Quadrupedal Exercises

Crawl your way to fitness with quadrupedal exercises.

Crawl your way to fitness with quadrupedal exercises.

While you may have left your crawling days behind you a long time ago, quadrupedal exercises, another way of saying moving on all fours, are a back-to-nature way to get fit and stay fit. Quadrupedal exercises can be performed almost anywhere since they require no equipment, but that doesn't mean they are easy. In fact, as any soldier who has been through boot camp will tell you, crawling long distances or over rough terrain is exhausting and will leave every muscle in your body feeling thoroughly worked.

Benefits

Quadrupedal movements, QM for short, place your muscles in an unusual position and force you to support your weight on your legs and arms, which are weaker. In addition, holding your body in the correct position, which is exercise dependent, will also challenge your core and/or glutes as you work hard to keep your hips clear of the floor. Because quadrupedal movements are inherently uneconomical for humans, crawling on all fours will also burn more calories than bipedal movements such as walking or running.

Quadrupedal Exercise Variations

There are a number of ways you can crawl to fitness, each of which will challenge your muscles in different ways. Bear crawls are performed face-down and are probably the most straightforward crawling exercise. Simply gambol forward, backward or sideways on all fours. Crab crawls involve moving in a seated position with your hips lifted clear of the floor. Frog jumps, a four-points-of-contact leaping exercise, will develop both muscle power and endurance, while leopard crawls, a belly-to-the-floor crawling movement favored by the armed forces, are just plain tough all over. With all crawling variations, the faster you move and the further you travel, the more challenging these exercises become. Crawling uphill or downhill or while wearing a weighted vest or backpack will kick the intensity up another few notches.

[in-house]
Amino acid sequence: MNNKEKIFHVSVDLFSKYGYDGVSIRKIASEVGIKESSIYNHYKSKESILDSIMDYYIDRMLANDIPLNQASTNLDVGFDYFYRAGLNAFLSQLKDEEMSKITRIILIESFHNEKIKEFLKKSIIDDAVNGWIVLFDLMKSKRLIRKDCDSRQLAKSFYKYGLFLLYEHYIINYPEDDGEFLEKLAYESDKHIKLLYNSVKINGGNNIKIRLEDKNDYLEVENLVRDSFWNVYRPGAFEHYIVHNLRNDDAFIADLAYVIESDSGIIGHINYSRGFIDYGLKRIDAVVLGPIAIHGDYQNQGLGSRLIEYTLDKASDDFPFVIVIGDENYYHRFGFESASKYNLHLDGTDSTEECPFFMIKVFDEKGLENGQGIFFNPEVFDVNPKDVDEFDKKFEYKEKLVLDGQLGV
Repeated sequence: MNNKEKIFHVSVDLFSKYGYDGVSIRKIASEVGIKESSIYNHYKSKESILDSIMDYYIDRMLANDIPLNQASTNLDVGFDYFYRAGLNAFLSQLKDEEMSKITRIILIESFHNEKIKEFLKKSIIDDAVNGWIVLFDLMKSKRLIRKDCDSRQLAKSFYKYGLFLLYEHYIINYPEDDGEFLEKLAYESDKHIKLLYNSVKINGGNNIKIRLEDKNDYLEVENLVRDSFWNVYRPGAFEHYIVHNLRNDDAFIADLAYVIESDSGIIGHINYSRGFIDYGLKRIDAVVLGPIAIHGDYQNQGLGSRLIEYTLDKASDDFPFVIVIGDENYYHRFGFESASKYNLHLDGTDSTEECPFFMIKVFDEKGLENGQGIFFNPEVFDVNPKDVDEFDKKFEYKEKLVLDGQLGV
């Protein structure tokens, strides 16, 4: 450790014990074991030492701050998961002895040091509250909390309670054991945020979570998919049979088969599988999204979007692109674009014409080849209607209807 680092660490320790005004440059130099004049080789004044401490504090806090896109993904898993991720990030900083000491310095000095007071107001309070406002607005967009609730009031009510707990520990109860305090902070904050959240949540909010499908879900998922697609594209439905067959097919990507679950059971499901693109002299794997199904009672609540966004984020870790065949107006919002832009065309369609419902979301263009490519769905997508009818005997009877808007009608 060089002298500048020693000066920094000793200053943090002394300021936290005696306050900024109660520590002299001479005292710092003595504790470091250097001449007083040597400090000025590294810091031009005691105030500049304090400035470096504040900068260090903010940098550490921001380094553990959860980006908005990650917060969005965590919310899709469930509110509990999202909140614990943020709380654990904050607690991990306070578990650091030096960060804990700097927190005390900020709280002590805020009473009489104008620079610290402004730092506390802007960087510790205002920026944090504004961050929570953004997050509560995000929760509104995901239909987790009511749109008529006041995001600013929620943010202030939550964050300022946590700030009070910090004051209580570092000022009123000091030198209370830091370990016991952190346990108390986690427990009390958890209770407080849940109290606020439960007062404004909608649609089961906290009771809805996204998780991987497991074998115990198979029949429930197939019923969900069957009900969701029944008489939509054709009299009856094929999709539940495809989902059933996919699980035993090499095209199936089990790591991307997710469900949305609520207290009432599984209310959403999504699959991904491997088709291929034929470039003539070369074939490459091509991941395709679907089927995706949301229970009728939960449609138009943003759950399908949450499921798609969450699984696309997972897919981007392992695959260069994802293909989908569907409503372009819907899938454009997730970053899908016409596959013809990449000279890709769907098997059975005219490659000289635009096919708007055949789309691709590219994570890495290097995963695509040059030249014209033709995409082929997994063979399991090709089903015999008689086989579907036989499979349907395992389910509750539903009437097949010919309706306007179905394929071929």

Considerations

As beneficial as quadrupedal exercises can be, they are not without risks. Unless you have strong wrists, going on all fours may prove uncomfortable or even painful. If you have weak or previously injured wrists, any benefits may be outweighed by the potential for mishap. Quadrupedal exercises place your core and shoulder muscles under a significant load, so these muscles must be up to the task. Lack of core and shoulder strength will result in joint instability, and unstable joints are prone to injury. To minimize your risk of injury, increase the length, speed and difficulty of your crawls gradually. Always check your crawling surface for anything that might cause you injury as your hands are unprotected and easily hurt. Consider wearing gloves to protect your hands from hidden sharp objects.

Sample Quadrupedal Workout

While you could just go out and crawl to get a workout, you'll experience better results if you follow a more prescriptive program. Following a sample workout can help you get a feel for quadrupedal exercises, and the inclusion of leg and core exercises can provide some respite from being on all-fours. Warm up by performing 5 to 10 minutes of easy cardio followed by dynamic stretches for your major muscle groups. Reduce or increase the distances and repetitions according to your fitness and experience. Next, bear crawl 20 yards, stand up and then perform 20 squats. Walk back to the start and repeat two to four more times. Alternate forward and backward crawls for variety. Next, crab crawl 20 yards, stand up and perform 20 lunges -- 10 on each leg. Walk back to the start and repeat two to four more times. Then, leopard crawl 20 yards, roll onto your back and perform 20 bent-leg sit-ups. Walk back to the start and repeat two to four more times. Last, bear crawl 20 yards, crab crawl 20 yards, frog jump 20 yards and leopard 20 yards to finish your workout.

 

About the Author

Patrick Dale is an experienced writer who has written for a plethora of international publications. A lecturer and trainer of trainers, he is a contributor to "Ultra-FIT" magazine and has been involved in fitness for more than 22 years. He authored the books "Military Fitness", "Live Long, Live Strong" and "No Gym? No Problem!" and served in the Royal Marines for five years.

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